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Today I got issue with a script we solved here. OK, Here if enemy enter player ring, he "enemy" gets inside player list. Now, if group of enemies get inside this the ring I need to sort them by distance from player. The first one in the list will be the closest enemy from player, and so on. If one die, new enemy will add to list that nearest/closest to player. Will my GameObject list allow me to do this ? or I need to make new Vector3 list ? I'm using System.Linq.

    public List<GameObject> enemiesInRange = new List<GameObject>();
    public int hox;

// Update is called once per frame
void Update()
{

    hox = enemiesInRange.Count;
    if (hox == 3)
        print("Frist enemy near you is " + enemiesInRange[0] + ", " + enemiesInRange[1] + ", " + enemiesInRange[2]);
    //   enemiesInRange[0].GetComponent<enemypath>().enemey_checker = true;
    //   enemiesInRange[1].GetComponent<enemypath>().enemey_checker = true;
    //   enemiesInRange[2].GetComponent<enemypath>().enemey_checker = true;

}


void OnTriggerEnter(Collider other)
{
    if (other.CompareTag("enemy") && hox < 3)
        enemiesInRange.Add(other.attachedRigidbody.gameObject);
}

void OnTriggerExit(Collider other)
{
    if (other.CompareTag("enemy"))
        enemiesInRange.Remove(other.attachedRigidbody.gameObject);
}

I really hope to solve this issue and finish from this point.

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When in doubt, I recommend consulting the documentation for the types you're using. Even using Intellisense to browse the members of List<T> would let you discover List.Sort.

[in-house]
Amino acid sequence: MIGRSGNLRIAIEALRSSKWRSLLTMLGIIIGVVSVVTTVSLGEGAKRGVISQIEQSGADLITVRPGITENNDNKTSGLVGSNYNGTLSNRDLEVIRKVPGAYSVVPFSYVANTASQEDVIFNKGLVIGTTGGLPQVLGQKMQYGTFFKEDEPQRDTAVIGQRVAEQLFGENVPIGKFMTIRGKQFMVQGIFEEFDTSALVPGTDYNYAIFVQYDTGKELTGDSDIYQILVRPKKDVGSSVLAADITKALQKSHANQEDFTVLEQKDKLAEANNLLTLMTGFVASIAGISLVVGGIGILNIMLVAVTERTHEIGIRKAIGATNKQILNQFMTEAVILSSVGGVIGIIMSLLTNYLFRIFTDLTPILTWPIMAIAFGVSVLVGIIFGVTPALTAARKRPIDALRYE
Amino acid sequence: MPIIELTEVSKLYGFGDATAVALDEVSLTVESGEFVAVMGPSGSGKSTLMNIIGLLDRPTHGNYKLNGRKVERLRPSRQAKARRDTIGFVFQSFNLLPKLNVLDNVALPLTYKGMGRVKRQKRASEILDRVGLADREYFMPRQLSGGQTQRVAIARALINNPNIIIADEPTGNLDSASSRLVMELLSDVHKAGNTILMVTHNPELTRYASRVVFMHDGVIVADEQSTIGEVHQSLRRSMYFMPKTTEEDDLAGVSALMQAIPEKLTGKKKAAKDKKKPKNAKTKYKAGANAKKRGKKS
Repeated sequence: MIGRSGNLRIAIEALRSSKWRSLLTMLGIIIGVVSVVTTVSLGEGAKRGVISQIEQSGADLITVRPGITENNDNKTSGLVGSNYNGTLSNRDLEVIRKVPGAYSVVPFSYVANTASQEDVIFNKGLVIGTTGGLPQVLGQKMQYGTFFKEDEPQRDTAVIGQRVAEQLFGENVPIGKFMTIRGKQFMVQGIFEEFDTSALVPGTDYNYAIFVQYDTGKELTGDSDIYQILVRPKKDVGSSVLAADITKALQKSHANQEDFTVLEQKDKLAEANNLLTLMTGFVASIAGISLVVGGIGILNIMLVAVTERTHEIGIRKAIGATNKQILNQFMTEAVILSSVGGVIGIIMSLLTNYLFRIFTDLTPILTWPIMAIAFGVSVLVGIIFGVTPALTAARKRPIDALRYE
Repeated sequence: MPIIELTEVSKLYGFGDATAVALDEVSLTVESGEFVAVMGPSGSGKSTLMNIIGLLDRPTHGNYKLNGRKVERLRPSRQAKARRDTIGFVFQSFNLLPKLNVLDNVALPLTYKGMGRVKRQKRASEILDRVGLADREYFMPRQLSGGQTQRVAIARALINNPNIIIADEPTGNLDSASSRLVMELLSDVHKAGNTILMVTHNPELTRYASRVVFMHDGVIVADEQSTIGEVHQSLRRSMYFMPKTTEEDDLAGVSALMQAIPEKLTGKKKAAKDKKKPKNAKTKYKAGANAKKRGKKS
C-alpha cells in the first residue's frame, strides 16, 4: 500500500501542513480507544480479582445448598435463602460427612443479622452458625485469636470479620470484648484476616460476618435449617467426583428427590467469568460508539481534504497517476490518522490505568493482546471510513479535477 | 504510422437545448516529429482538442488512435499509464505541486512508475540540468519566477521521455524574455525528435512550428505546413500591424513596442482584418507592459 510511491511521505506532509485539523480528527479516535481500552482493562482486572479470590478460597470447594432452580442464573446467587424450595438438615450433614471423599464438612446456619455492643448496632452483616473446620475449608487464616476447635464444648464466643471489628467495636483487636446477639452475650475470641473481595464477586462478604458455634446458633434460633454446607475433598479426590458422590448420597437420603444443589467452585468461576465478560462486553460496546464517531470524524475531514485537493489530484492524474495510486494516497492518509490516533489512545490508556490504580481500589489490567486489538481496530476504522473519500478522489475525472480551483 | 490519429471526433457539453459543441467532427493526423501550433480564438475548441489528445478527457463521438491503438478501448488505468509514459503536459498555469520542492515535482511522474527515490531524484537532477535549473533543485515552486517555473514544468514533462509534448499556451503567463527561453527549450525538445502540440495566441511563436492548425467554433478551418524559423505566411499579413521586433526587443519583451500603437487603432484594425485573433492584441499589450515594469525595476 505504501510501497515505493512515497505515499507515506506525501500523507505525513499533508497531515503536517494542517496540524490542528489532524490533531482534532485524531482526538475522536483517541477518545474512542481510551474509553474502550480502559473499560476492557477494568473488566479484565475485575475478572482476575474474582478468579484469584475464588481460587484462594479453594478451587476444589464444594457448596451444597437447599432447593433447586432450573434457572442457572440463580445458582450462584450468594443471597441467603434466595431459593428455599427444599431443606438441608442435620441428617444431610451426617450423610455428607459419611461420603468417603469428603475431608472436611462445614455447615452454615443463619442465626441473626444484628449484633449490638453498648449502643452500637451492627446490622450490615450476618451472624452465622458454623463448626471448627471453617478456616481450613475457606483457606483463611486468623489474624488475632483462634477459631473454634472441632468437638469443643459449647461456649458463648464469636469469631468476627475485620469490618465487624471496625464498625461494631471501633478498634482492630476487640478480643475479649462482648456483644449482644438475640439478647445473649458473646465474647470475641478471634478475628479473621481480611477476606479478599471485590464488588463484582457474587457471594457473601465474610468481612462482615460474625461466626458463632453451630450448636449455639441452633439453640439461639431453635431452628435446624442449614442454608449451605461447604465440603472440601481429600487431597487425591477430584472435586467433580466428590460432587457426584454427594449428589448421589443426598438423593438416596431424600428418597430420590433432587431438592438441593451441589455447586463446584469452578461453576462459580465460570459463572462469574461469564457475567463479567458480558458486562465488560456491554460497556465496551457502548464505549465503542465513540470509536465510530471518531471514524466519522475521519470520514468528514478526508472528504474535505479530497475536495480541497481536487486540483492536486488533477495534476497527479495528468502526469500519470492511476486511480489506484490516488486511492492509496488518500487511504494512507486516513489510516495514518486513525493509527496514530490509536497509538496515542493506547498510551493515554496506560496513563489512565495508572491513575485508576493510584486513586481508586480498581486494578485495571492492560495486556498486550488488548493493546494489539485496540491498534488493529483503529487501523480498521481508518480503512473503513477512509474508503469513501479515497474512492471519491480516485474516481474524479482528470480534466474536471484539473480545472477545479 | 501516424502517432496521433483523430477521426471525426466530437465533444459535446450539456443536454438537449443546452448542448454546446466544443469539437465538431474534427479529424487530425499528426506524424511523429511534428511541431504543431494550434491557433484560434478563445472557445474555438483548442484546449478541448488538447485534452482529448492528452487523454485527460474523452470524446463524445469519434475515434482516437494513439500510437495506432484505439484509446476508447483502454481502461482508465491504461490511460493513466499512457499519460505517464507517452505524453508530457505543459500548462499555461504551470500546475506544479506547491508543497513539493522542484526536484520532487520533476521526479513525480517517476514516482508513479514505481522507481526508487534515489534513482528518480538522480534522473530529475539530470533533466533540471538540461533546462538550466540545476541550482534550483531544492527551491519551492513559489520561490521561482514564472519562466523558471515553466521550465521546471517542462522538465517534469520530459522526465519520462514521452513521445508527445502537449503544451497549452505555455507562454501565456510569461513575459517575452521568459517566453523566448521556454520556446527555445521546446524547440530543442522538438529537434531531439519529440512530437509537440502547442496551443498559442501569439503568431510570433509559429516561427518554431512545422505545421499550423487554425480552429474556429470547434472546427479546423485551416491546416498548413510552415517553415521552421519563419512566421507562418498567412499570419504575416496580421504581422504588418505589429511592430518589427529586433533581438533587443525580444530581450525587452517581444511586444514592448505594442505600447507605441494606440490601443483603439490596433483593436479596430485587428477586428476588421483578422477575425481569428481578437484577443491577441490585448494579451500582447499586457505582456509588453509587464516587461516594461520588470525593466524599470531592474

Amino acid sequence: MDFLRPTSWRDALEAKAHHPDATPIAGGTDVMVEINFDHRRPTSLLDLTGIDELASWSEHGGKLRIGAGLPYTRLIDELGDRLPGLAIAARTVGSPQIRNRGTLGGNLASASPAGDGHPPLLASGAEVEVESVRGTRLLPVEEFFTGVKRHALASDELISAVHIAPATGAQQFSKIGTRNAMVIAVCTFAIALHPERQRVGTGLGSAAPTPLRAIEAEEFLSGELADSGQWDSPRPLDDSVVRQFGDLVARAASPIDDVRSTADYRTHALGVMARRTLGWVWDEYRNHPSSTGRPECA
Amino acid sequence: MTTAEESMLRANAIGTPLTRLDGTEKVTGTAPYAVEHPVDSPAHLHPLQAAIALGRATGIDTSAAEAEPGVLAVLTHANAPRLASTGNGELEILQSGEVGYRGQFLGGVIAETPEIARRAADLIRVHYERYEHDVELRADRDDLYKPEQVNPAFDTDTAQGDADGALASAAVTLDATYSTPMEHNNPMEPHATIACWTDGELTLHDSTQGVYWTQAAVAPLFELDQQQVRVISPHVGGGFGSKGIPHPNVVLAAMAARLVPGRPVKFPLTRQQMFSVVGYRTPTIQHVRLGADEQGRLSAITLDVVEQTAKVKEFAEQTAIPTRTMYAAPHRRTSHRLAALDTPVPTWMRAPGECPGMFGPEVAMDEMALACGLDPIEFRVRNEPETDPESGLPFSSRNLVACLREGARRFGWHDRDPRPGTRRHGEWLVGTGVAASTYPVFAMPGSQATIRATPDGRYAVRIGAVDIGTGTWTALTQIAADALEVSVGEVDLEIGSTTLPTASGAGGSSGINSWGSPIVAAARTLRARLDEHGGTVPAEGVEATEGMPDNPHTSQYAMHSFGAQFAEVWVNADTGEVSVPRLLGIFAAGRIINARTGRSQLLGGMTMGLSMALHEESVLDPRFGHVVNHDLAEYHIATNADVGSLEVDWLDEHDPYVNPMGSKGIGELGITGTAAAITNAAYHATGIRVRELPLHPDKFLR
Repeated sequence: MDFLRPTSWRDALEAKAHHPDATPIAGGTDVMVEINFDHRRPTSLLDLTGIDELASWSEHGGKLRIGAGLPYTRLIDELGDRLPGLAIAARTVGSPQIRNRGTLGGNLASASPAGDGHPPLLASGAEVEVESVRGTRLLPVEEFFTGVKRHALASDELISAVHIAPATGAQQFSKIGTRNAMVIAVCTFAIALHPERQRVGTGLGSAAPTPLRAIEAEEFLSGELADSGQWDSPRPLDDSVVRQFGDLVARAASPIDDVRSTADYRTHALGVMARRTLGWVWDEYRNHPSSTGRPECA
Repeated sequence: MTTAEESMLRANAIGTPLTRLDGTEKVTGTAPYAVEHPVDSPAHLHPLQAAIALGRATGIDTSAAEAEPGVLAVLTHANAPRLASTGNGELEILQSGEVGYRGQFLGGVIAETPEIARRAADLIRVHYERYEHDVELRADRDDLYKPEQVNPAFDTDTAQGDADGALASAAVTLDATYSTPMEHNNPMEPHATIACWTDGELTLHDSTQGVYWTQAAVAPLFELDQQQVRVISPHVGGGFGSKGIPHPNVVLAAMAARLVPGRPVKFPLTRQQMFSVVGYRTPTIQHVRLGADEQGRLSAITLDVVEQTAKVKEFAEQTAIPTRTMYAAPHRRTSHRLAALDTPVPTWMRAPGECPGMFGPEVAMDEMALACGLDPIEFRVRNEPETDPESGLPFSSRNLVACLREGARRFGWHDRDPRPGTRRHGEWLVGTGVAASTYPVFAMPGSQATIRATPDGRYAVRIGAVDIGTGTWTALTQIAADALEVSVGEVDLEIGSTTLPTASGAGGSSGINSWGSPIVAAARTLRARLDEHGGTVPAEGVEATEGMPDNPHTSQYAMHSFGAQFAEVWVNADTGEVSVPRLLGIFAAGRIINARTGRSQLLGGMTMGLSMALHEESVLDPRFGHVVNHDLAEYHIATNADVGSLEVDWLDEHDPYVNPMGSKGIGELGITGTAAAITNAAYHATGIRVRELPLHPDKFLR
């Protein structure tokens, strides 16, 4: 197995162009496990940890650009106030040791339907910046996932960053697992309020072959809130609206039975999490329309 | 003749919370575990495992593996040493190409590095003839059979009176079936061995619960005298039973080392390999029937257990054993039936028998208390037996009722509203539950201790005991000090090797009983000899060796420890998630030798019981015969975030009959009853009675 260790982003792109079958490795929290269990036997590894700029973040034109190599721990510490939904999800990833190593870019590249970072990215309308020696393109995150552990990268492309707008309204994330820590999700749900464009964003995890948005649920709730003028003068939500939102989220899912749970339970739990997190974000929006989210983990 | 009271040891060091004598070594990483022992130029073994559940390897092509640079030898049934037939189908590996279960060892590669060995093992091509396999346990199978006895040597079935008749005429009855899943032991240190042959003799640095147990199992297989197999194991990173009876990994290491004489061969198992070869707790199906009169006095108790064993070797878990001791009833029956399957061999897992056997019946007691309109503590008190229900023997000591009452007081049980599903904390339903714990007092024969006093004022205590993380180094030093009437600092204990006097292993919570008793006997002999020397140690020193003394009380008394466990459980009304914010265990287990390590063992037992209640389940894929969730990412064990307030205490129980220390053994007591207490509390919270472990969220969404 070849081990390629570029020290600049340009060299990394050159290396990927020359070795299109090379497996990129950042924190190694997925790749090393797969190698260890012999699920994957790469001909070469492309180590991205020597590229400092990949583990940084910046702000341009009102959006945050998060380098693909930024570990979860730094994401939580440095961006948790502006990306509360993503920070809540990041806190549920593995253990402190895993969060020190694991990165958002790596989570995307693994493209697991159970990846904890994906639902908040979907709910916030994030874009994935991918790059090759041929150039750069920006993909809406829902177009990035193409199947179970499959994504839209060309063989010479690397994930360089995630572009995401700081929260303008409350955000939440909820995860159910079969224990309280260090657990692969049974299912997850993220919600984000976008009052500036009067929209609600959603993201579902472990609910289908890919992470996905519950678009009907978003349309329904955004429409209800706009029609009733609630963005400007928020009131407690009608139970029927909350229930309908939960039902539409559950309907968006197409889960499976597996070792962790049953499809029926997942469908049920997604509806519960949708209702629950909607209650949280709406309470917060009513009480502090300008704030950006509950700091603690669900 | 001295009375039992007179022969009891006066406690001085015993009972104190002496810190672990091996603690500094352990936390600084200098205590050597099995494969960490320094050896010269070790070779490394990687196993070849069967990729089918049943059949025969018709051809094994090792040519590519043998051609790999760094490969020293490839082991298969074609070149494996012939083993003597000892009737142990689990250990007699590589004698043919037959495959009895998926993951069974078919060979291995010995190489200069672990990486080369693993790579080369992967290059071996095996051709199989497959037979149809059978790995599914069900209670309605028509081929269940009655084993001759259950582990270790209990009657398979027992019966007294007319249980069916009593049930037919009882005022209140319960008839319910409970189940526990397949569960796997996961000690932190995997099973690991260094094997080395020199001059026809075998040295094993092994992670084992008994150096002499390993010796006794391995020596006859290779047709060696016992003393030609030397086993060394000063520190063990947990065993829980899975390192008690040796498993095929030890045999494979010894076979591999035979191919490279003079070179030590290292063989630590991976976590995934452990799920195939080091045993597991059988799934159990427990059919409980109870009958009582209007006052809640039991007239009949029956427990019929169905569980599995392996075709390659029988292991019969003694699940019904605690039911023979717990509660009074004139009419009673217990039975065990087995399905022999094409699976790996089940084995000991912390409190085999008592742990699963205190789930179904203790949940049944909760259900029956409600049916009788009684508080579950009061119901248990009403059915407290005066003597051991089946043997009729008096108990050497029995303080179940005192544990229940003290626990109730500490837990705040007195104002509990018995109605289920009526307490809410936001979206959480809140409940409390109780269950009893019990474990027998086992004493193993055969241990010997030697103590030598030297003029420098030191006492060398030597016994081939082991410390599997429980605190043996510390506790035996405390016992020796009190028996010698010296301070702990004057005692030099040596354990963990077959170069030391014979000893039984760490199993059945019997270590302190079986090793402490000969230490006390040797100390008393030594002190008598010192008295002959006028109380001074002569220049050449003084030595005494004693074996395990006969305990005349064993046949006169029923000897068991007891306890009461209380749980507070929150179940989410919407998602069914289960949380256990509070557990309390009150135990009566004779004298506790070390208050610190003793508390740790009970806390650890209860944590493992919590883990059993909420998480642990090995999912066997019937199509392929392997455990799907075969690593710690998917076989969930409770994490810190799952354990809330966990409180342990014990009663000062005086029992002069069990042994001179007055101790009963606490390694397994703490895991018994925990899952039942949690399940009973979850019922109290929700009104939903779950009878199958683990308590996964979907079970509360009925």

This lets you sort a list using any Comparison method you choose, like for instance this one:

int SortByDistanceToMe(GameObject a, GameObject b) {
    float squaredRangeA = (a.transform.position - transform.position).sqrMagnitude;
    float squaredRangeB = (b.transform.position - transform.position).sqrMagnitude;
    return squaredRangeA.CompareTo(squaredRangeB);
}

Then you can simply call:

enemiesInRange.Sort(SortByDistanceToMe);

This is a quick & dirty solution that does strictly more vector calculations than necessary, but for a handful of enemies that won't be a problem. If you want to run this on hundreds of enemies then you'll want to pre-compute your distances first, then find the ranked/sorted order of that collection.

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  • 1
    \$\begingroup\$ By the way: The Reason why DMGregory is using sqrMagnitude here instead of magnitude is because the square of the magnitude of a vector is faster to compute than the actual magnitude. If you only care about which one is closer, then comparing the squares of the distances instead of the actual distances does the job just as well and saves you some CPU cycles. \$\endgroup\$ – Philipp Jan 5 at 17:34
  • \$\begingroup\$ Thank you guys for all what you do here. I spend my day reading about the OrderBy & ToList, reading some saying crazy things, or make new vector3 and merge both lists...headache. Really good to have people here give you the solution and explain why he did this and where is your mistake to learn. \$\endgroup\$ – Omer Jan 5 at 17:48

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